Overview of Cancers 1

Overview of Head and Neck Cancers

Dawn Dawson, Advanced Nurse Specialist Head and Neck Cancer

This is split into three pages – Introduction, signs & causes (this page), Surgery (Next Page) and other treatments & after treatment (Third Page)

What are Normal Cells?
• Develop to a specific set of instructions in their DNA which tells them what they are (Eg skin, mucosal, muscle, or nerve cells) and their function (differentiation)
• Grow by cell division (mitosis)
• Their instructions also tell them to switch off and stop dividing when they have fulfilled body’s need for new or replacement tissue.

What is Cancer?
• Is a complex group of disease characterised by uncontrolled growth and spread of immature cells
• Due to complex genetic and cellular mechanisms, cancer cells have lost their switch off mechanism
• They continue to grow beyond the body’s need
• Invade and damage adjacent tissues and organs
• Lose their ability to develop a specific identity and to function as mature cells

Head and Neck Cancers
• A complex group of cancers
• Sixth most common form of cancer worldwide
• Approx 10 head and neck cancers reported per 100,000 of UK population annually
• More common in the North of England than in the South
• Approx 7,000 new cases diagnosed in England and Wales each year
• Can occur at : lip, tongue, floor of mouth, gum, other oral cavity sites, salivary glands, oropharynx, nasopharynx, hypopharynx, larynx, nose and sinuses, ear, eye and thyroid
• Most common site is the larynx (voice box)
• Cells most commonly involved – squamous epithelial cells, which line upper respiratory tract and gastrointestinal tract
• Tumours arising from epithelium are called squamous cell carcinomas – most common in head and neck 90%
• Adenocarinomas in glandular tissue
• Others – acinic cell, adenoid cystic, sarcoma, malignant melanoma, sebaceous, verrucous, spindle cell, basoloid, mucoepidermoid and pleomorphic adenomas
• Thyroid cancers – papillary, follicular, medullary and anaplastic

Cancers from other sites can metastasize (spread) to Head and Neck :- Lymphomas, Renal, Breast, Sarcoma, Malignant Melonoma , Prostate

Pre cancerous Conditions
• Dysplastic – cells undergo several changes before they become malignant
• Degrees of dysplasia – mild, moderate, severe
• Most common in larynx
• Leukoplakia in the oral cavity
• Patient education and regular follow up utmost importance.

Tumour Staging
Cure rates are very dependant upon the precise site of the tumour, its size and extent of any spread to surrounding structures Tumour staging is used to make treatment decisions :-
• T refers to primary. Ranges T1 – T4 based on surface diameter and anatomical invasion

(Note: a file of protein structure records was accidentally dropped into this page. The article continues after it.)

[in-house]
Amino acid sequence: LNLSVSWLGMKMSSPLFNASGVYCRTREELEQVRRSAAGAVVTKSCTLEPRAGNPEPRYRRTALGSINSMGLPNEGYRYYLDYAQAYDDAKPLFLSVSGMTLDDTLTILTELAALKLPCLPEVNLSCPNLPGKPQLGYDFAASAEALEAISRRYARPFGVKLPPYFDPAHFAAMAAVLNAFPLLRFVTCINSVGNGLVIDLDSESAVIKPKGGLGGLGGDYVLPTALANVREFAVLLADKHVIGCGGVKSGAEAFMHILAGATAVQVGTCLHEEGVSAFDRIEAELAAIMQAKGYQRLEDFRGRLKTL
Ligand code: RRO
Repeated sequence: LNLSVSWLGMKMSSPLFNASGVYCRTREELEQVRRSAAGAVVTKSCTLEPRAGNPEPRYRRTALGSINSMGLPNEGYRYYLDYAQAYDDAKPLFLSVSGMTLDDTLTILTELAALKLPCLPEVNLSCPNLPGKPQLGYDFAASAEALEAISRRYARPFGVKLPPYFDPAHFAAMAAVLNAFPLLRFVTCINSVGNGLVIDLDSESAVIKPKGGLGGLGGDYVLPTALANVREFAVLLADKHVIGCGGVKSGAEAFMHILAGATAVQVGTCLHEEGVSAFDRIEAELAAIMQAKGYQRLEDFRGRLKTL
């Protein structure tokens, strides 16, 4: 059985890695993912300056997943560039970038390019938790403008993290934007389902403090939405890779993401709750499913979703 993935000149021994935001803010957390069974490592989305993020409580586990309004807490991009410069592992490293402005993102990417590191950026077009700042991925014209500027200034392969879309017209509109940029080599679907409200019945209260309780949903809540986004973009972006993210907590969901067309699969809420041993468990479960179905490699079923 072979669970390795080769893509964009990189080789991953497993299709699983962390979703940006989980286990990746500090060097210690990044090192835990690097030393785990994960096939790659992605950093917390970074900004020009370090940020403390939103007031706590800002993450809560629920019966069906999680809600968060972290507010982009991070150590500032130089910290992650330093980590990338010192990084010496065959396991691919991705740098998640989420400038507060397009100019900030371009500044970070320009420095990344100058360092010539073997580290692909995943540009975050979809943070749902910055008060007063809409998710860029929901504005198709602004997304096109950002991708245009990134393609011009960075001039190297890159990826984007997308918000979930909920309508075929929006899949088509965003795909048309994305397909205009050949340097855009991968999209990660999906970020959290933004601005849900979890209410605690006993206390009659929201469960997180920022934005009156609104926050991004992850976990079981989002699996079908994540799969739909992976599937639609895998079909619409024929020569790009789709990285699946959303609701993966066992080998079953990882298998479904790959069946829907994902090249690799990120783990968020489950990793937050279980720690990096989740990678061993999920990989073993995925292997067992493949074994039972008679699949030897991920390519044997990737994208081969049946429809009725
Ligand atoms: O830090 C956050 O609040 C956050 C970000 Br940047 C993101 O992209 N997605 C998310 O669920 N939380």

• N refers to nodal stage. Range 1-3 Cancer cells break off from original tumour and travel in blood or lymphatic system to other parts of the body and continue to divide, invading local structures
• M refers to distant mets – relatively rare to see a head and neck cancer cause distant mets

Signs and Symptoms
• Similar to minor ailments (blocked nose, sore throat, hoarse voice, ear ache, mouth ulcers, swollen lymph glands) Difficult for GP to refer early
• Symptoms persisting for more than two weeks should be investigated

Fast track referral guidelines :-
• An ulcer in the mouth that doesn’t heal within a few weeks
• Trouble speaking or breathing, such has hoarse voice
• Difficulty in swallowing, or pain when chewing or swallowing
• A constant sore throat and earache affecting one side
• A swelling or lump in the mouth or neck

Less common:
• A numb feeling in the mouth or on the lips
• An unexplained loose tooth
• A persistent blocked nose or nose bleeds
• A ringing in the ears or difficulty hearing
• A pain in the face or upper jaw

• Salivary and thyroid different
• Smoking
• Alcohol use (risk doubled if both)
• Chewing betal nut
• Sun exposure
• Environmental carcinogens include: marijuana, occupational exposure such as nickel refining, textile fibres and woodworking
• Diet and nutrition (nasopharyngeal) has been associated with consumption of salted food
• Medullary carcinoma of thyroid only are thought to have genetic cause
• Viral (epstein virus) in nasopharyngeal
• HPV in tonsil – seen increase in oral cancers in young adults

Individuals at Risk
• Male, average age 65
• Disadvantaged socioeconomic groups
• Occupational exposure to dust, fumes or chemicals
• Use of tobacco and alcohol
• Low level of awareness of symptoms (no screening available)
• Presentation with advanced tumour

Diagnostic Procedures
• Clinical examination including neck examination
• FNE (fibre optic naso-endoscope)
• EUA +Bx (examination under anaesthetic and biopsy)
• Radiology – CT, MRI, USS, PET,MRA
• FNAC neck node (fine needle aspiration cytology)
• Rapid access neck lump clinic

More Pages – Surgery (Next Page), Other Treatments (Third Page)